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I want to find total word count in string. I have two methods as mentioned below.

public static int Wordcount(string strName)
{
    bool wordfound;
    int ctr = 0;

    for (int i = 0; i < strName.Length; )
    {
        wordfound = false;

        while ((i < strName.Length) && (strName[i] == ' '))
            i++;

        while ((i < strName.Length) && (strName[i] != ' '))
        {
            if (!wordfound)
            {
                ctr++;
                wordfound = true;
            }
            i++;
        }
    }

    return ctr;
}

public static int Wordcount1(string strName)
{
    string temp = null;
    int ctr = 0;

    for (int i = 0; i < strName.Length; i++)
    {
        if (strName[i] != ' ')
        {
            if (temp == null)
                ctr++;

            temp += strName[i];
        }
        else if (strName[i] == ' ')
            temp = null;
    }

    return ctr;
}

Can anyone please comment on better approach w.r.t. logic, performance and memory utilization?

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2
  • \$\begingroup\$ Did you write those? What do you think? \$\endgroup\$ – Nikita B Mar 13 '14 at 12:31
  • \$\begingroup\$ If you care about performance and memory, why don't you measure them yourself? \$\endgroup\$ – svick Mar 13 '14 at 13:37
4
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Let's analyze each approach:

public static int Wordcount1(string strName)
{
    string temp = null;
    int ctr = 0;

    for (int i = 0; i < strName.Length; i++)
    {
        if (strName[i] != ' ')
        {
            if (temp == null)
                ctr++;

            temp += strName[i];
        }
        else if (strName[i] == ' ')
            temp = null;
    }

    return ctr;
}

You are using temp string only as boolean flag (whether its null or not). So, you don't need to store current word in this variable. Actually temp += strName[i] creates many strings in memory, because strings are immutable. So, its performance and memory consuming. Remove it.

Also you don't need second if. If char is not white space, then it is white space. There is no third option. And improve naming - don't use prefixes for variable names.

public static int Wordcount(string text)
{
    bool wordFound = false
    int count = 0;

    for (int i = 0; i < text.Length; i++)
    {
        if (text[i] != ' ' && !wordFound)
        {             
            wordFound = true;
            count++
            continue;
        }

        if (wordFound)
            wordFound = false;
    }

    return count;
}

Another approach:

public static int GetWordsCount(string strName)
{
    bool wordfound;
    int ctr = 0;

    for (int i = 0; i < strName.Length; )
    {
        wordfound = false;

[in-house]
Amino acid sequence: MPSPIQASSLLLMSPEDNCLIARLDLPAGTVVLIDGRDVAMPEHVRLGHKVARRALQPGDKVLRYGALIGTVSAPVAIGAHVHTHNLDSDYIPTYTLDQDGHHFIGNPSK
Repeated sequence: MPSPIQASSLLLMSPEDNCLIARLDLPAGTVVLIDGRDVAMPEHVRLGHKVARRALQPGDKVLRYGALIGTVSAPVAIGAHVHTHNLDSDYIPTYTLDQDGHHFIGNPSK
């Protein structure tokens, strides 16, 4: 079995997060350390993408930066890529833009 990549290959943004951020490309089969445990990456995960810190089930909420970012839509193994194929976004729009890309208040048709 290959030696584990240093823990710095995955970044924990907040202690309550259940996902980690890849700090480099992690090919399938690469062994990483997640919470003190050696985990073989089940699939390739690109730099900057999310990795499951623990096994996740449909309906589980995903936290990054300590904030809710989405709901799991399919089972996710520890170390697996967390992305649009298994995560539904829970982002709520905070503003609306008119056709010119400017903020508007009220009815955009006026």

while ((i < strName.Length) && (strName[i] == ' '))
            i++;

        while ((i < strName.Length) && (strName[i] != ' '))
        {
            if (!wordfound)
            {
                ctr++;
                wordfound = true;
            }
            i++;
        }
    }

    return ctr;
}

For me its a little harder to understand, because you are incrementing loop variable in loop body on some conditions inside other loops. But you are not creating strings here as you do in your second approach. So it's definitely better in terms of performance and memory usage, than you original second approach.

In second approach you can eliminate usage of boolean flag, and condition check in second while loop. Also with some comments this code becomes easier to understand:

public static int GetWordsCount(string text)
{        
    int count = 0;

    for (int i = 0; i < text.Length; )
    {   
        // process to next word 
        while ((i < text.Length) && (text[i] == ' '))
            i++;

        if (i < text.Length)
            count++;

        // loop till the word end
        while ((i < text.Length) && (text[i] != ' '))
            i++;            
    }

    return count;
}

But of course its better to use already existing functionality:

return text.Split(new[] { ' ' }, StringSplitOptions.RemoveEmptyEntries).Length;

Its not that fast, and it creates array of words which uses memory. But it's easy to understand for other developers. So, instead of doing premature optimization, I'd go with this approach and modified it only in case of performance problems.

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  • 1
    \$\begingroup\$ The term “white space” usually means any of the space characters (including '\t' and '\n'), not just the single space character ' ' (or '\x20'). \$\endgroup\$ – svick Mar 13 '14 at 13:42
  • 1
    \$\begingroup\$ @svick agree, it's better to use something like Char.IsWhiteSpace. Also there is punctuation symbols which also should be considered as word boundaries. E.g. if somebody wrote hello,world \$\endgroup\$ – Sergey Berezovskiy Mar 13 '14 at 13:45

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